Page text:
Some men came carrying a paralyzed man on a sleeping mat. They tried to take him inside to Jesus, but they couldn’t reach him because of the crowd. So they went up to the roof and took off some tiles. Then they lowered the sick man on his mat down into the crowd, right in front of Jesus.Luke 5:18-21 (NLT)
Seeing their faith, Jesus said to the man, “Young man, your sins are forgiven.”
But the Pharisees and teachers of religious law said to themselves, “Who does he think he is? That’s blasphemy! Only God can forgive sins!”
The word “sin” has mostly disappeared from our vocabulary. You might still hear it used ironically, but rarely seriously, unless you frequent a fairly conservative type of Christian church. Even among faith groups that believe the word has meaning, one gets the sense that it’s considered rude to say it aloud.
When we recite the Lord’s prayer in worship services, we seem to prefer the version that speaks of forgiving our “debts” rather than our “sins.”
In these days when we soft-pedal so many harsh doctrines, sin is on the outs. We make mistakes, we commit errors of judgment, we experience failures. But sin? It’s such a black and white word, isn’t it? It seems judgy. It lacks the awareness that we’re all human, we’re all fallible, we’re trying really hard to be the best that we can be.
When public figures are forced to apologize, we often hear them say “that wasn’t like me,” or “I’m not really that person.” We sin, we’re caught, and we’re embarrassed, perhaps even ashamed, at least briefly. We want to distance ourselves from that person (ourselves) who did that thing that seems so wrong in retrospect.
And, to be kind, what is often meant by these sorts of apologies is “I want to be better than that.” Even weak apologies can be an acknowledgment that we didn’t live up to the standards of society, or perhaps even the inner laws and regulations of our own hearts.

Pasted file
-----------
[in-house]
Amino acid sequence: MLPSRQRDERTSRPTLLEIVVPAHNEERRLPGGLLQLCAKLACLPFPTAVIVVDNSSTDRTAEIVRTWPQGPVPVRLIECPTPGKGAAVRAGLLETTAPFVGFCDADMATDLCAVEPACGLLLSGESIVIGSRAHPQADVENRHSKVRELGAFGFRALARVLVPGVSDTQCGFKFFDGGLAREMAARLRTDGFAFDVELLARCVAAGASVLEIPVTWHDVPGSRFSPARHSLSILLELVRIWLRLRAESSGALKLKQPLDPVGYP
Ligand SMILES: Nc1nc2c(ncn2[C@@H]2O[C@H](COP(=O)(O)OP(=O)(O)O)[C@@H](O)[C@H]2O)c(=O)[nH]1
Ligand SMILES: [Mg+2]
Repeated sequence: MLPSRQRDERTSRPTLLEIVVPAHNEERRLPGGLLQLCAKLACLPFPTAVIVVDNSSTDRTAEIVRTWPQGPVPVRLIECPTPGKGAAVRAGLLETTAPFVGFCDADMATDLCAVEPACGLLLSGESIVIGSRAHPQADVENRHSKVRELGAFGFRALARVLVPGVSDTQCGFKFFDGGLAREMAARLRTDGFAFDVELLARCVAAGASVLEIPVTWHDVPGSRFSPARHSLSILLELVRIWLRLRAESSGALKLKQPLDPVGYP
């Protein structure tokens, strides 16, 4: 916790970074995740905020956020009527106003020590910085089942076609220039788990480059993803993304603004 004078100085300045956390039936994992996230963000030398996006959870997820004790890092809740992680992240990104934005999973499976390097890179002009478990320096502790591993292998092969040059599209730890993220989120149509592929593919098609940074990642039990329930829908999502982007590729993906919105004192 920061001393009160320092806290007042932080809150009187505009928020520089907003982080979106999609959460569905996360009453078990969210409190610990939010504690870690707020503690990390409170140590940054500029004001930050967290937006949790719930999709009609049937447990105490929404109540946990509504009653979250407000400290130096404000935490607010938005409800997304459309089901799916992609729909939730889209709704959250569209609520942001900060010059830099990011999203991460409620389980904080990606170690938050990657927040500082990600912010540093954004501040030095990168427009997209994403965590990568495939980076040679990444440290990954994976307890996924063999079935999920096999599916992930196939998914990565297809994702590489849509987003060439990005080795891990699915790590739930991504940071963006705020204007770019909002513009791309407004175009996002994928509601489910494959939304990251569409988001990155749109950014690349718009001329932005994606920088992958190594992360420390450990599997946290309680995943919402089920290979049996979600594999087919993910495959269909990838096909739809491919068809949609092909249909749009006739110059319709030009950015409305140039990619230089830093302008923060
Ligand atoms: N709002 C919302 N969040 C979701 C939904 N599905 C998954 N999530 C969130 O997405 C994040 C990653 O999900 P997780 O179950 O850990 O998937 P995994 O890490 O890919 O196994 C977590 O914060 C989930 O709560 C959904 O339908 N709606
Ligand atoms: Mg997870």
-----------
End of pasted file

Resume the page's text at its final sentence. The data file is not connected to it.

We don’t like to talk about sin, or to think too deeply about it, but most of us can see within ourselves something ugly, something dark that leaps out of the depths when we wish it wouldn’t. Sin.
I find the story of Jesus and the paralytic intriguing. The Pharisees are incensed because, they claim, “only God can forgive sins.” Which implies, I think, that sins are ultimately an offence against God. But I don’t think of my sins that way. I do something to hurt my wife or my children or a friend, or even a complete stranger, and I figure that’s as far as it goes. Why should God be offended? Why should I need God’s forgiveness?
The answer I’ve come up with is two-fold. First, we are God’s children and he is our heavenly Father. As the giver of life and the Creator of all that was and is and will be, we are literally his progeny. When I hurt one of his children, I disrespect God himself. Second, we’re told that we are in some mysterious way “created in God’s image”. We unknowingly carry God himself with us into the world wherever we go. So in a very real sense, my sins against others are an attack on God himself.
And this makes sense of one of Jesus’ teachings about the end times. He says that God will praise people for taking care of him when he was hungry, thirsty, lacking clothes, sick, and imprisoned. Confused about this, the people will ask, “When did we do this?”
“And the King will say, ‘I tell you the truth, when you did it to one of the least of these my brothers and sisters, you were doing it to me!’”Matthew 25:40 (NLT)
If our kindnesses and mercies towards each other are seen by God as kindnesses done to himself, than surely our sins against each other are equally sins against God. There is no apology we can offer that will be sufficient to make things right. Which is not to say that we don’t owe each other sincere apologies, as well as acts of contrition and restitution when we hurt each other. What it means is that our horizontal offences are also vertical.
Therefore, our sin puts us in a position where we need an intercessor to make things right with God, our heavenly Father. Our sins pile up insults and offences against our Father and Creator. Who can make things right for us? What acts of repentance can we perform that will be sufficient to make right the harms we’ve done?
We have such an Intercessor, someone who can empathize because he has lived among us, but yet has not sinned: Jesus, our Redeemer.
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